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FNMA & Cost Approach

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Frederick R. Ruffell

Senior Member
Joined
Jan 21, 2002
Professional Status
Certified General Appraiser
State
California
Does FNMA REQUIRE the Cost Approach to value to be developed?
 
Last edited:

CANative

Elite Member
Joined
Jun 18, 2003
Professional Status
Retired Appraiser
State
California
For assignments involving manufactured homes.

But your client can require it.
 

CANative

Elite Member
Joined
Jun 18, 2003
Professional Status
Retired Appraiser
State
California
Cost Approach to Value

Fannie Mae does not require the cost approach to value except for the valuation of manufactured homes. However, USPAP requires the appraiser to develop and report the result of any approach to value that is necessary for credible assignment results. For example, when appraising proposed or newly constructed properties, if the appraiser believes the cost approach is necessary for credible assignment results, then the cost approach must be provided. Appraisals that rely solely on the cost approach as an indicator of market value are not acceptable.

The cost approach to value assumes that a potential purchaser will consider building a substitute residence that has the same use as the property being appraised. This approach, then, measures value as a cost of production. It may be appropriate to use the cost approach when appraising new or proposed construction, property that is undergoing renovation, unique property, or property that features functional depreciation, to support the sales comparison approach analysis. The reliability of the cost approach depends on valid reproduction cost estimates, proper depreciation estimates, and accurate site values.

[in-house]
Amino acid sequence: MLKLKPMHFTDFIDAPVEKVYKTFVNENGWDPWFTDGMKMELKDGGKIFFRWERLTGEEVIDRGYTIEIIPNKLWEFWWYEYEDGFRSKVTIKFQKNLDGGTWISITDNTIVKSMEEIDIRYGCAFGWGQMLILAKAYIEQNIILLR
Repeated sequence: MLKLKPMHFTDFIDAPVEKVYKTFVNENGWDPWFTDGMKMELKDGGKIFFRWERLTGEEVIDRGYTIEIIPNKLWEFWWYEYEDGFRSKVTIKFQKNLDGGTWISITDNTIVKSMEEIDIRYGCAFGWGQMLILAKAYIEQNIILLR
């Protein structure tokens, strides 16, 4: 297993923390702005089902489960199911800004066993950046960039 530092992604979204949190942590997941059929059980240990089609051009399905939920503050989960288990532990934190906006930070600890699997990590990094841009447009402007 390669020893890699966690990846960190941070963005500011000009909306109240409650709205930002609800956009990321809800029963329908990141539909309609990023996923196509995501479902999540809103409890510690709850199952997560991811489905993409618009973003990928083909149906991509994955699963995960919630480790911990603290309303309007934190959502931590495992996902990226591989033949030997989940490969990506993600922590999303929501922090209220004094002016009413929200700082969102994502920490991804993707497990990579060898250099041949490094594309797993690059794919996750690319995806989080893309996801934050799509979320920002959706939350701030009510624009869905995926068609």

If the appraiser has completed the cost approach, the lender must thoroughly review the information provided to confirm that the appraiser’s analysis and comments for the cost approach to value are consistent with comments and adjustments mentioned elsewhere in the appraisal report. For example, if the neighborhood or site description reveals that the property backs up to a shopping center, lenders should expect to see an amount indicated for external depreciation in the cost approach. Or, if the improvement analysis indicates that it is necessary to go through one bedroom to get to another bedroom, lenders should expect to see an amount indicated for functional depreciation.


https://www.fanniemae.com/content/guide/selling/b4/1.3/10.html
 

djd09

Elite Member
Joined
May 20, 2009
Professional Status
Licensed Appraiser
State
Ohio
Another excellent copy and paste.

lenders should expect to see an amount indicated for functional depreciation.

Only if the market reacts. Tell them the first lesson is free. Feel the independence.
 

Elliott

Elite Member
Joined
Apr 23, 2002
Professional Status
Certified General Appraiser
State
Oregon
He didn't ask about the Cost Approach, he's a CG and he asked about the Coast Approach. Don't you people read? The Coast Approach should always be considered. People like living near the coast.
 

Frederick R. Ruffell

Senior Member
Joined
Jan 21, 2002
Professional Status
Certified General Appraiser
State
California
He didn't ask about the Cost Approach, he's a CG and he asked about the Coast Approach. Don't you people read? The Coast Approach should always be considered. People like living near the coast.
HA HA! good catch Elliott!
 

Bobby Bucks

Elite Member
Joined
Jan 27, 2002
Professional Status
Real Estate Agent or Broker
State
North Dakota
The new avatar did raise some suspicions, I guess the road runner is weary? :)
 

CANative

Elite Member
Joined
Jun 18, 2003
Professional Status
Retired Appraiser
State
California
Another excellent copy and paste.



Only if the market reacts. Tell them the first lesson is free. Feel the independence.

Ninny.

When are you going to post something useful?
 
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